THE DIFFERENCE BETWEEN SALTWATER AND FRESHWATER FLY FISHING ROD FEATURE

THE DIFFERENCES BETWEEN SALTWATER AND FRESHWATER FLY FISHING RODS

The idea of fly fishing is to build momentum when casting a fly line. Through the help of fly rods, you’ll be able to control the distance and direction of your casting. Aside from that, a rod also assists in fighting and reeling in a fish. Modern fly rods have different sizes, lengths and designs. Because fly fishing can be done in both saltwater and freshwater, manufacturers have designed rods suitable for each type. But, what exactly is the difference between a saltwater and freshwater fly rod. Let’s take a look at some of the differences

SALTWATER FLY RODS

To differentiate the two rods, first, we must look at the targets these rods will encounter. Saltwater fish are generally stronger and have more stamina. Also, saltwater fish have more room to fight. If you’re fishing on the flats, a fish can run fast and long. But if you’re fishing in saltwater, the fish will run down until it reaches the bottom, and depths vary where you fish.

These are the factors the designers consider when making a rod. They design saltwater fly rods to be rigid, so it can handle the challenges you’ll be facing when fishing in deep waters. Saltwater fly rods are also designed to be capable of dead weight lifting. Also, because the rods will be drenched in saltwater every time, they are built to withstand corrosion. That is why saltwater fly rods are usually made of fibreglass or graphite.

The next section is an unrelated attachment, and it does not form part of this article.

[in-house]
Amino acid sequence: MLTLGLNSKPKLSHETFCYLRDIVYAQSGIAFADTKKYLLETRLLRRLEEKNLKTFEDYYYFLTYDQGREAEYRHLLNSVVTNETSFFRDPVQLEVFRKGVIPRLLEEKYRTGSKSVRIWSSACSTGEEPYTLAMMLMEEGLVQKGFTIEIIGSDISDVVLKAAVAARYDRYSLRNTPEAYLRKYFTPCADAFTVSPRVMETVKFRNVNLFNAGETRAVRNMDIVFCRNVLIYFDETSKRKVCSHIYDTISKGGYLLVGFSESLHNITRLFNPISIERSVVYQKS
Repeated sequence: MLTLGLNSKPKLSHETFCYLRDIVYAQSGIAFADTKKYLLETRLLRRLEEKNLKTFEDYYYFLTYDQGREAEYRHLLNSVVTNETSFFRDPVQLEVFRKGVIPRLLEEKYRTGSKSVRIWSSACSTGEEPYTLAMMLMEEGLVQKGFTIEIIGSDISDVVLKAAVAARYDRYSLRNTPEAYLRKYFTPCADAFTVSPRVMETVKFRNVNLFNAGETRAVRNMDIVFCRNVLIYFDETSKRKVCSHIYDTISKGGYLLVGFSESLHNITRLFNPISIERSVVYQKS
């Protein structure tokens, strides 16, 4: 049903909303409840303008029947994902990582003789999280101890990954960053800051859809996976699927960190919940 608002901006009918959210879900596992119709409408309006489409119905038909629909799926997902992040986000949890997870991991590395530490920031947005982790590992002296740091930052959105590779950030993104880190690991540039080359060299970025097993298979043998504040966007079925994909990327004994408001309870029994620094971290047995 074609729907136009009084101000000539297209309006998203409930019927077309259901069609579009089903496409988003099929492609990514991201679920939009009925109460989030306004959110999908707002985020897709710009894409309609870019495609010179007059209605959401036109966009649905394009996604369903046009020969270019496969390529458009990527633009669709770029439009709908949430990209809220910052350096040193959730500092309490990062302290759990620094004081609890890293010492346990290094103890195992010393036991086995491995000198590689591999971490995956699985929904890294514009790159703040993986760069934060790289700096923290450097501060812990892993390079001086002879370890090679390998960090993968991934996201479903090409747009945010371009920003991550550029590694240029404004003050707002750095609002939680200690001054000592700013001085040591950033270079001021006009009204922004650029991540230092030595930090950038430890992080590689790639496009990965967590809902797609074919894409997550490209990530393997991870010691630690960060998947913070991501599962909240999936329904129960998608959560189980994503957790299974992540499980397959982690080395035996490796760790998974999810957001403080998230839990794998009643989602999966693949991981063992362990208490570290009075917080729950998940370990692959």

Generally, fibreglass rods are stronger and tougher, while graphite rods are stiffer and more sensitive. Because of the rigid build, saltwater fly rods are usually heavier and thicker. Another additional design difference between the two types of rods is that saltwater fly rods can do muscle casts through strong wind using force.

FRESHWATER FLY RODS

As for the basic design and purpose of freshwater fly rods, they don’t differ that much with their counterpart. There are two main differences between the two. For one, freshwater fly rods aren’t built to be corrosion resistant, especially in the reel seat area of the rod. The other is that the freshwater fly rod doesn’t normally use a reel that has the line capacity of saltwater fly rod.


 

Is there anything that you can add to this article? Share your thoughts below.

...
mm
Jackson Williams
jacksonw@dinga.com.au

Jackson Williams has been fishing around Australia for 20 years and loves his home region of far north Queensland.